10 curiosities in Paris to try and find

As you know, there is a lot to do in Paris. You’ve probably heard of many of them – great monuments, museums and former castles, art galleries and shopping, eating and drinking great food.

But what about trying to track down the little curiosities?

1. Le Palais de la Porte Dorée

In the east of Paris, you will find the Palais de la Porte Dorée, which has several interesting things to see. Most strikingly, from the outside, are the intricate sculptural stone reliefs that cover the facade from behind stone columns.

Inside, you’ll find the National Museum of Immigration History, as well as great aquarium that is definitely worth checking out.

A public art display of a red man swimming in a garden
Sculpture of a ‘garden swimmer’, outside le Palais de la Porte Dorée

2. Le Défenseur du Temps (The defender of time)

This is a big, out of order clock hanging on the wall in a small series of sidestreets called le Quartier l’Horloge. There is a warrior fighting a dragon, a rooster and a crab, which would take turns assaulting the clock, and defended by the warrior, in hourly automated weirdness, if it still ran.

In 1979 the massive, 1 ton clock was hung on the wall, albiet in a peculiar, out-of-the-way place. I had to really search for it, hiding in a quiet area now just full of old apartments and printing shops. It’s close to the George Pompidou Centre, but as for exact directions, I can’t really remember, but you should enjoy trying to find it for yourself!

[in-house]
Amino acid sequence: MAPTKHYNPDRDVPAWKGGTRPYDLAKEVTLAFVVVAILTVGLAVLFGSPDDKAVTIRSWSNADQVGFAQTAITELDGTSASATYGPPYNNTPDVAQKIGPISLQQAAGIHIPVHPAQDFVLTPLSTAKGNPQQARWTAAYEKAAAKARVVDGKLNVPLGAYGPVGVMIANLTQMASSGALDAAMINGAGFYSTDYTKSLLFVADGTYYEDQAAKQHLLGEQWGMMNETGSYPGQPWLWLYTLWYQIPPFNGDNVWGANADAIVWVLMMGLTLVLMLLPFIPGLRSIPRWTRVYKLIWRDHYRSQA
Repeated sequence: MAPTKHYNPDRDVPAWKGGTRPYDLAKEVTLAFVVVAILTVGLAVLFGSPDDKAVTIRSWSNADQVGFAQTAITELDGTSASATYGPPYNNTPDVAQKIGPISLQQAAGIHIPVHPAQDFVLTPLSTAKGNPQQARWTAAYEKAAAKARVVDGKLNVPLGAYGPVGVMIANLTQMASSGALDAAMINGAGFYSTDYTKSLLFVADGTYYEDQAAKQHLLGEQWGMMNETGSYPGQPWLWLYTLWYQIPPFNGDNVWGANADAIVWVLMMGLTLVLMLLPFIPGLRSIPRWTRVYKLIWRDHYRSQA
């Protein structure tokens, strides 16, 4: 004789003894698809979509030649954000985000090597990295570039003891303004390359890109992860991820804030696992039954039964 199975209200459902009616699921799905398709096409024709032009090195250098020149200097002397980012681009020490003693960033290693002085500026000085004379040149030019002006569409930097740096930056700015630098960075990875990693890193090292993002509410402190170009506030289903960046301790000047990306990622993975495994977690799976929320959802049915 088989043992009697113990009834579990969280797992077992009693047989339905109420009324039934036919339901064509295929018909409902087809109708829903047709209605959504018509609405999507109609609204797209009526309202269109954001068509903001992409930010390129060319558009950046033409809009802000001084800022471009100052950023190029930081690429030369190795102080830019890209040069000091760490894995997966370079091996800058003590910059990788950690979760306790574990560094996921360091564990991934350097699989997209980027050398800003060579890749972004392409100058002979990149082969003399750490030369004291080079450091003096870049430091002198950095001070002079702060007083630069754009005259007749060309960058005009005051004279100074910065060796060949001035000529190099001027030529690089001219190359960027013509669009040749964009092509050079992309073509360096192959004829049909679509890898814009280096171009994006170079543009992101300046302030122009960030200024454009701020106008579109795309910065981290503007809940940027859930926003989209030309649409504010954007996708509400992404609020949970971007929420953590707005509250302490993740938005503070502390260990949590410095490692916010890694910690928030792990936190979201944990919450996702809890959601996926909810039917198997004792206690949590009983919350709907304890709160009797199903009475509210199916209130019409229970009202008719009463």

A mechanical sculpture in paris showing a warrior battling animals
Le Défenseur du Temps, a mechanical sculpture
backstreet in paris with a sculpture on the wall
The silhouette of the Defender of Time, showing its size

3. Le Passe Muraille (Passer through the walls)

A great statue on Rue Norvins, 18th Arrondissment, Montmarte. Based on a character concept by author Marcel Ayme (the place is also named after him), the statue’s name is Dutilleul, and has the ability to walk through walls, as you can see, getting up to mischief. It’s actually quite a creepy statue, and being bigger than a real life person, is somewhat daunting. You can grab his gnarled, bony fingers and try and pull him out of the wall, but he’s well and truly stuck. In the end you just polish his bronze hand a little more.

statue of a man walking through a wall
La Passe Muraille emerges out of the bricks
statue of a man walking through a wall with a man interacting
Sorry – I can’t get you out of there!

4. Graffitied signposts